That isn’t quite the entire story. In the back, along the fence is the lone grave of a small child. She didn’t live during the Gold Rush but a much later addition. Her name was Julie Ann and she lived from 1975 to 1983. Over the years her grave has been visited by strangers but there is no sign of anyone around who loved or cared about her. Her stone is covered with dirt, lichen and leaves. She is alone, far from the family graves of children who lived in the nineteenth century.  I hope she was loved. More than anything I hope she isn’t there.

As a rule I hate ghosts, but the small ones are sad little things that need to move on and have their peace.

Clara jolted Max out of his revelries by bumping on his arm and asking, “So, Uncle Max, how long do you plan on having the squirrel on your face?”

“Excuse me?” Max looked annoyed.

“The beard. I think it looks good,” I told him. It does looks good – short and neat, not one of those shaggy things.

“You should shave it off. But I like the glasses,” said Clara. Like a lot of teenage girls, Clara thinks glasses on good-looking guys is ultra hot. She wandered off to look at more stones and find things to tell her friends about.

Max stopped by one of the older stones and smiled. The inscription was of a 21-year-old women from Ireland who died in 1862. She’d come all the way to California only to quickly die.

My brother glanced at me. “She isn’t there.”

“Tell me more,” I said leaning against him in that funny way siblings lean on each other.

“Mom turned her.”

I almost said HOLY SHIT, but let him continue his story.

“The lass was in an abusive marriage. As a Vampire she could have freedom she never had as a young wife with a husband who thought it was his duty to beat her. So with the help of our dear mother she escaped and a stone was placed on an empty grave.” Then he gave a low laugh. “She lives in Seattle now.”

“You know her?”

“Yes, I know her. Oh don’t look surprised. She seduced me when I was sixteen.”

“Why didn’t you tell me?”

“You were only six – just a kid.”

We looked up to see Clara looking at more stones as she made her way back up to the car. I was not going to tell her about Max’s friend. She could learn about that later – much later.

Anyway, for those of you who are traveling around Northern California or in  the Sacramento area and looking for something to do on a Saturday or Sunday check out Folsom. You can visit St. John the Baptist then talk a walk down historic Sutter Street, have lunch, shop or stop by and have a beer at one of the many fine pubs. Walk down to the old Powerhouse or across the old footbridge and get a first class view of the beautiful Rainbow Bridge and Lake Natoma. Then have a picnic at Negro Bar State Park and feed the geese and ducks at the beach. Bring your bicycles and ride around the lake on the American River Bike Trail. Or head over to the Folsom Zoo where you can see the most amazing assortment of wild animals (from tigers to hawks to monkeys) who have been rescued and can no longer survive in the wild on their own. Then take a drive over to Folsom Dam. There used to be water in the lake before the drought (really, I kid you not.) You can also see the famous Folsom Prison which is right next to the lake. Maybe you’ll hear the ghost of Johnny Cash singing in the hills (I doubt that too but it sure would be cool.)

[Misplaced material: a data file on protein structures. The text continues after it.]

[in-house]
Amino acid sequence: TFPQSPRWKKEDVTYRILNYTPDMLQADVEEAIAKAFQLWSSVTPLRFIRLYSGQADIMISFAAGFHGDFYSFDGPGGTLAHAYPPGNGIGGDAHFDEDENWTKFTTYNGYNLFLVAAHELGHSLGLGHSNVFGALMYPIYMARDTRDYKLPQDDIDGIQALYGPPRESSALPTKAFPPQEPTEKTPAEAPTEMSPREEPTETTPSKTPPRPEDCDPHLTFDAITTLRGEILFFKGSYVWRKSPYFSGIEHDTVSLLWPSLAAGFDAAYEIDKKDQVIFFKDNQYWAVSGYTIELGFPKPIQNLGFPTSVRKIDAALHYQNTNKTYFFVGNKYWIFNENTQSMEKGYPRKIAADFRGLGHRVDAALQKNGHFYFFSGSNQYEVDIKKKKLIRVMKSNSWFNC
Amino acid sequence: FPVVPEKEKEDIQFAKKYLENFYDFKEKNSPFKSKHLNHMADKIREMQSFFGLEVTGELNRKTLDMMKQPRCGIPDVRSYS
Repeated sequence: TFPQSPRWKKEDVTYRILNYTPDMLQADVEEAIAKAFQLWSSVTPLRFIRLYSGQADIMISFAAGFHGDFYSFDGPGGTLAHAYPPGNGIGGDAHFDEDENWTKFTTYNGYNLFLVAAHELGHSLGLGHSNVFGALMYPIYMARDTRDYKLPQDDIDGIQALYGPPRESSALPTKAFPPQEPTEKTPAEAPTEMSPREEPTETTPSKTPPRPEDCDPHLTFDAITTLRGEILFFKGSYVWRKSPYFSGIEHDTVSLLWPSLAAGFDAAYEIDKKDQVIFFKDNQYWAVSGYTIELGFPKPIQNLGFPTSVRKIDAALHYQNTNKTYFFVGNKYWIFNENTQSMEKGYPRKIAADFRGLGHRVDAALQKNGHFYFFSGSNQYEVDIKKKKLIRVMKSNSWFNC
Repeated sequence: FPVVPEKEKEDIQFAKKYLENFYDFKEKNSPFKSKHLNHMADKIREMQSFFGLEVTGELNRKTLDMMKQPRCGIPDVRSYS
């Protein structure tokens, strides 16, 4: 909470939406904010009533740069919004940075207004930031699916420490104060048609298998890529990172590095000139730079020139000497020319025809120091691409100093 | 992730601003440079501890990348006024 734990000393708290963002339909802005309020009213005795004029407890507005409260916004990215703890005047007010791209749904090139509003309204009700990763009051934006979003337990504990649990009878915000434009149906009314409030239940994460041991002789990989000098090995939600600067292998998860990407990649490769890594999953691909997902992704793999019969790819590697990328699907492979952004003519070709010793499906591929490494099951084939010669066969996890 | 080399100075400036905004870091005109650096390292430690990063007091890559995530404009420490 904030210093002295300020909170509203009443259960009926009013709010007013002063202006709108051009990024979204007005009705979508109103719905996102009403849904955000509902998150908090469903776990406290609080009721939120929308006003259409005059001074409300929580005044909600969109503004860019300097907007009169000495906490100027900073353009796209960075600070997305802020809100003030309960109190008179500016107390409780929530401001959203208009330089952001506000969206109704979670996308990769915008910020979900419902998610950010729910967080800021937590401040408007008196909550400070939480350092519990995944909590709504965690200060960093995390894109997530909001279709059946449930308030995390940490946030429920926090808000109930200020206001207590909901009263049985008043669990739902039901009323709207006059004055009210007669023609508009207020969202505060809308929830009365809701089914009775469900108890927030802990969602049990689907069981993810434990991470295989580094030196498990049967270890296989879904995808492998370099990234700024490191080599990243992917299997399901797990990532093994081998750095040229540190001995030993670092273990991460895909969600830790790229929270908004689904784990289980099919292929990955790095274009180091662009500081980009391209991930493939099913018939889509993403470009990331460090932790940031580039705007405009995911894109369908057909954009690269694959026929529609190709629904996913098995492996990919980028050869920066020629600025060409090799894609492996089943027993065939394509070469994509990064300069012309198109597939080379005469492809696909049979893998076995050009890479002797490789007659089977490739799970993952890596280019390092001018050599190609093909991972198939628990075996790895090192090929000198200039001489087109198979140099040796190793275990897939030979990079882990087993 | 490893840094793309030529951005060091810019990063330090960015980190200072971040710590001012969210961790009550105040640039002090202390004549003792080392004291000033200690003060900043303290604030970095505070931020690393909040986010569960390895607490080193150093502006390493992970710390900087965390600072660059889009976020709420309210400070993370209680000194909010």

~ Juliette aka Vampire Maman

First published in 2015
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On the American River Bike Trail near Negro Bar.

On the American River Bike Trail near Negro Bar.

 

Finding Beauty in the Old City Cemetery

Finding Beauty in the Old City Cemetery (Sacramento, California)

Back in 2012 when I’d first started writing this blog, my daughter and I took a walk in the Old City Cemetery in Sacramento, CA. It was a beautiful day to be out among the flowers and stonework.

This is a large lovely space on the edge of downtown. One gets lost in the peaceful spaces.

Whenever I’m there I think of people I once knew, but I also think of the future.

I doubt if there are any ghosts there. It never feels like it and none have ever shown themselves to me. Just memories of life and love.

Clara was fascinated by the mausoleums. We both wondered at the beauty of the carvings and the stories the monuments told about those who were buried beneath them.

And there are no Vampires there. We don’t live in cemeteries unless forced to.

A complete listing of everyone buried there can be found on the web site along with other historic information, location and visiting hours, plus parking information etc.

It is a really lovely place and worth the time to take a significant bit of California history.

From the Sacramento Old City Cemetery Web Site:

City Cemetery History
Prior to the establishment of the City Cemetery in 1849, burials were conducted in an area not far from Sutter’s Fort, but its lower elevation and closeness to the American River caused it to flood frequently. These old grounds, however, continued as a privately operated cemetery, named New Helvetia, for some twenty-five years before reverting to the city.  Over the years, tombstones and monuments were removed, vandalized and even stolen. Eventually, in the 1950s, the city authorized the construction of Sutter Junior High School (now Sutter Middle School) on the site
Alhambra Boulevard to 32nd Street, I to J Streets. A historical marker can be found at the edge of the sidewalk along Alhambra Boulevard. Unclaimed remains were re-interred in special plots at both the City Cemetery and East Lawn Memorial Park on Folsom Boulevard.

The Sacramento City Cemetery was established in 1849 with a donation of 10 acres by Captain John Sutter. The cemetery follows the Victorian Garden style, popular throughout the mid and late 1800’s.